On Sunday, New York’s Governor Kathy Hochul expressed strong criticisms towards House Speaker Kevin McCarthy and House Republicans, emphasizing the nine from New York. She stated that despite their continuous objections about immigration, they haven’t made efforts to collaborate with President Joe Biden on addressing a border that, in her view, is currently too porous.
Speaking on CBS News’s “Face the Nation,” the Democratic Governor stressed the importance of regulating border crossings. She mentioned how many people worldwide manage to pass through by merely claiming asylum, with a significant number eventually populating New York City’s streets. This, she stated, has become a pressing concern for the city.
Highlighting the massive influx of “125,000 new arrivals,” she pointed out the subsequent strain on the state’s resources. However, she also took a moment to express New York’s pride in being home to the Statue of Liberty, underscoring the state’s longstanding history of embracing immigrants. But she also emphasized the necessity for establishing certain restrictions.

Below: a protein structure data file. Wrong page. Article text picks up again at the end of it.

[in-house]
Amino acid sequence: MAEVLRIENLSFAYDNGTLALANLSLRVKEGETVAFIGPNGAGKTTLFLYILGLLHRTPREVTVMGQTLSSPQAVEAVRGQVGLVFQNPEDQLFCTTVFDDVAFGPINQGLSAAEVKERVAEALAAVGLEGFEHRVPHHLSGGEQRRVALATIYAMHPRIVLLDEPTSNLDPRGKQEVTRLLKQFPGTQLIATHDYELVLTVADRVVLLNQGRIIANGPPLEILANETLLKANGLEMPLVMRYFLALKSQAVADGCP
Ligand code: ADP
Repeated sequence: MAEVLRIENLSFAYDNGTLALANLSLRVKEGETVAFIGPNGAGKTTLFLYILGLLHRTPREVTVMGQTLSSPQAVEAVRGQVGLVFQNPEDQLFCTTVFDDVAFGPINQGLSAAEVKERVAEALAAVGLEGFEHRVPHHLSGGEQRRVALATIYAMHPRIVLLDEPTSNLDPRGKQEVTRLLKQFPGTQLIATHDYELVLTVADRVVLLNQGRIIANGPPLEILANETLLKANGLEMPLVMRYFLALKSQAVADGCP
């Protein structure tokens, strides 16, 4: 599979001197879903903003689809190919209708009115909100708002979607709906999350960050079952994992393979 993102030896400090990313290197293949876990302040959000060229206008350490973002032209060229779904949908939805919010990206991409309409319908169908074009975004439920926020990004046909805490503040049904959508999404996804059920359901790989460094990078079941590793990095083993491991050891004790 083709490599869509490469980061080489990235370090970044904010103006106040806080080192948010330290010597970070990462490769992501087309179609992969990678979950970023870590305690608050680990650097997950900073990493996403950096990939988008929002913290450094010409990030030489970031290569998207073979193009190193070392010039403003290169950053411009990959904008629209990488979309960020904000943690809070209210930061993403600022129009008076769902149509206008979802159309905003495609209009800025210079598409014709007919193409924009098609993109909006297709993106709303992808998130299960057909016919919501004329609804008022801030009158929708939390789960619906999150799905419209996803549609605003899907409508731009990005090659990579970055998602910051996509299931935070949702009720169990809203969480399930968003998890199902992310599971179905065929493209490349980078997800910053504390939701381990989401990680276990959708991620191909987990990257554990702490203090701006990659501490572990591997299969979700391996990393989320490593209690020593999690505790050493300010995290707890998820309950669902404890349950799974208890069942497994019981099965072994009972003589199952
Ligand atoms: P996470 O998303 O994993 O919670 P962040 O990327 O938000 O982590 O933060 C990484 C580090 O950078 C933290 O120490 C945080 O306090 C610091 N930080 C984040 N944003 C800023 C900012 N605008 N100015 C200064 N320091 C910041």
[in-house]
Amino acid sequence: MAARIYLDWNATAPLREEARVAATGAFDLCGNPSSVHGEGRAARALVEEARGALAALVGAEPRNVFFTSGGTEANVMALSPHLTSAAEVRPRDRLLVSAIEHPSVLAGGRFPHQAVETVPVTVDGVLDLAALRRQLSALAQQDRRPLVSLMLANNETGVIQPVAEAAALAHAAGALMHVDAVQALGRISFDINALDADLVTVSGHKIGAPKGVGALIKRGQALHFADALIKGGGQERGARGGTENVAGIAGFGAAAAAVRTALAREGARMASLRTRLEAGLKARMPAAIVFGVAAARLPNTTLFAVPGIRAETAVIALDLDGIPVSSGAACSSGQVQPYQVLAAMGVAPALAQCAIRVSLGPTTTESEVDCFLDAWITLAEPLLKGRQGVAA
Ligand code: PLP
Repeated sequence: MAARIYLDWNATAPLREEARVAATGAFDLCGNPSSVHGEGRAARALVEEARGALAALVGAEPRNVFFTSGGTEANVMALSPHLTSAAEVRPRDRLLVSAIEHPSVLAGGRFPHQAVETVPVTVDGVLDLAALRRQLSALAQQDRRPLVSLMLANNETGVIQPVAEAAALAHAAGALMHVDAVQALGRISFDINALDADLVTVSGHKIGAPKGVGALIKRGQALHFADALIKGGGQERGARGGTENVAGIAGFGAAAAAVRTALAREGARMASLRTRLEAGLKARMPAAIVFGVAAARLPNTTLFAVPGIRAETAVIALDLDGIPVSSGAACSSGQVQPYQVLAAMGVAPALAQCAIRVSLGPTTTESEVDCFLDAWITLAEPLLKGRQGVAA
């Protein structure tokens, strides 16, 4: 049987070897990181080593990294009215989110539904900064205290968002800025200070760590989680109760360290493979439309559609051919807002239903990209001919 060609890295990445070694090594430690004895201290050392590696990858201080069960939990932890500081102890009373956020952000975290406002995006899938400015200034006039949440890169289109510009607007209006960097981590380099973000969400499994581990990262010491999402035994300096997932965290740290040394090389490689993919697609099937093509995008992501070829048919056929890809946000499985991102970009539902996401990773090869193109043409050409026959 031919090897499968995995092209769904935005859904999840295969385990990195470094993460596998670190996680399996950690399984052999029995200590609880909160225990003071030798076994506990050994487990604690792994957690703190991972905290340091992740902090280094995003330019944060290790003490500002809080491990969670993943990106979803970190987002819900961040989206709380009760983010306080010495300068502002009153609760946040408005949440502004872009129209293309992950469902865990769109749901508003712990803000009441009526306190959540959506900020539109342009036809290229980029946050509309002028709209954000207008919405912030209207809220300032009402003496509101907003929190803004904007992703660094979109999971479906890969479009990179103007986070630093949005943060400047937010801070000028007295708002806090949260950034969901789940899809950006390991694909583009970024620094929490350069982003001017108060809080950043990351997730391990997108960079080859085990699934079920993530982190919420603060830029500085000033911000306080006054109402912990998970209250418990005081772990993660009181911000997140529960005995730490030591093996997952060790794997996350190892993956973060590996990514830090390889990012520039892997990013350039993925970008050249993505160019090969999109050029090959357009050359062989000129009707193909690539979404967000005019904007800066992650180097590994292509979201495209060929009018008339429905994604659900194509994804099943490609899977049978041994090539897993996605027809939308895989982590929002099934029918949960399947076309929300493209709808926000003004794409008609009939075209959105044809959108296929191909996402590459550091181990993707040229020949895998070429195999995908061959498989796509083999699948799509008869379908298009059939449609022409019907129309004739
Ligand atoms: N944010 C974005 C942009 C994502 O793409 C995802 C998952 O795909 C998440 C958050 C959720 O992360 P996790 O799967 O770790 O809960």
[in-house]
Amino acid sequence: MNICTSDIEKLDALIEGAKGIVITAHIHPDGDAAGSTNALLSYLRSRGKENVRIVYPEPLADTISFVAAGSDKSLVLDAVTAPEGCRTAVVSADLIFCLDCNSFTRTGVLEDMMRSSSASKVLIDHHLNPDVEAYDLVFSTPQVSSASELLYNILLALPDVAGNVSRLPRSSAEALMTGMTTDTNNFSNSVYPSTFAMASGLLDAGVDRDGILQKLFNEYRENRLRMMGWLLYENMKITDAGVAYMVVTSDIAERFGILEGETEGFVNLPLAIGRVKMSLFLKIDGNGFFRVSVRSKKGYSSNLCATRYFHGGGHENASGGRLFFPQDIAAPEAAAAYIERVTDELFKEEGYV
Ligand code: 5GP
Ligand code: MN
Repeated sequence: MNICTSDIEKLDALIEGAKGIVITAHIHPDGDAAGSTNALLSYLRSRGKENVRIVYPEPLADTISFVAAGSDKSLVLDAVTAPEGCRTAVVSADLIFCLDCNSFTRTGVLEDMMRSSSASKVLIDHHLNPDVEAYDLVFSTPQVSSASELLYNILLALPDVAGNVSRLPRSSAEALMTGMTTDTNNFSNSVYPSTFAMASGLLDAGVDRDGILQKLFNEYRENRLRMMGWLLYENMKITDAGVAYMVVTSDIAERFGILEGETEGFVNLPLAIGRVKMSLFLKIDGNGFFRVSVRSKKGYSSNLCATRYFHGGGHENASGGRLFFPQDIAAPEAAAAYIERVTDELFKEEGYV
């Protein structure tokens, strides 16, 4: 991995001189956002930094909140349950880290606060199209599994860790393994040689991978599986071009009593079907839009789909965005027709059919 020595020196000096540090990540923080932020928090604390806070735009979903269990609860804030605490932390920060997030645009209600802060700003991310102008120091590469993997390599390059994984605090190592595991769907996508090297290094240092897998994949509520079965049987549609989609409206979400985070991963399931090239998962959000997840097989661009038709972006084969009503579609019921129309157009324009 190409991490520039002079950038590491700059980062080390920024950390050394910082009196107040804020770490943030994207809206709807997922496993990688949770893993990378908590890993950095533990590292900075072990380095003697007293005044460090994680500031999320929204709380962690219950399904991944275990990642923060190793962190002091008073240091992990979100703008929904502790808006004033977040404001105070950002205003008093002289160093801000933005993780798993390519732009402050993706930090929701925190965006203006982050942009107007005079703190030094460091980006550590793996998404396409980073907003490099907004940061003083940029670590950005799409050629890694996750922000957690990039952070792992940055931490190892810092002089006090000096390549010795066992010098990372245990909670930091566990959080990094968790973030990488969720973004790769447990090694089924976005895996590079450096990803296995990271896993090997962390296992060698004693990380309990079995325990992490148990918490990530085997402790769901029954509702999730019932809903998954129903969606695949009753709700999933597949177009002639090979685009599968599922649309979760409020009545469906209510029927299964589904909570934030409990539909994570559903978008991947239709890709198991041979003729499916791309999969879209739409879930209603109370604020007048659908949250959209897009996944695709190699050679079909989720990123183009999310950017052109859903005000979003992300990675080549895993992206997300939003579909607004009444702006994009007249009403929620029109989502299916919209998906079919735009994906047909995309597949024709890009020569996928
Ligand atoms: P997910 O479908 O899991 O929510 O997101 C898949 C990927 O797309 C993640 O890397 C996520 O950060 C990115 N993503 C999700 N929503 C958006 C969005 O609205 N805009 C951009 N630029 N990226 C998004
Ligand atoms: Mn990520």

Governor Hochul urged Congress to implement stricter border measures and cautioned against any moves to reduce Border Patrol forces. She emphasized the need to bolster these numbers instead, urging Congress to refocus on their responsibilities.
Furthermore, Governor Hochul broached the subject of reviewing the procedures surrounding FEMA reimbursement in light of recent severe weather events. The past week’s heavy rainfall, which disrupted transportation systems like the subways and even parts of LaGuardia Airport due to flooding, was a focal point.
She spoke about the current process that involves local counties and boroughs calculating the damage costs to meet the minimum threshold for FEMA eligibility. This, in her view, needs revisiting, especially considering the frequency of recent extreme weather events, including an event she described as a “1,000-year storm.”
Governor Hochul emphasized the essential role of federal support in enhancing the state’s capacity to adapt and recover. She also shed light on the significant rescues and other expenses incurred during these calamities, insisting that these should be covered by the federal government. She ended by expressing her disappointment with certain Republican Congressional members who seem to waver on supporting disaster relief, calling such a stance out of touch given the ongoing challenges presented by climate change.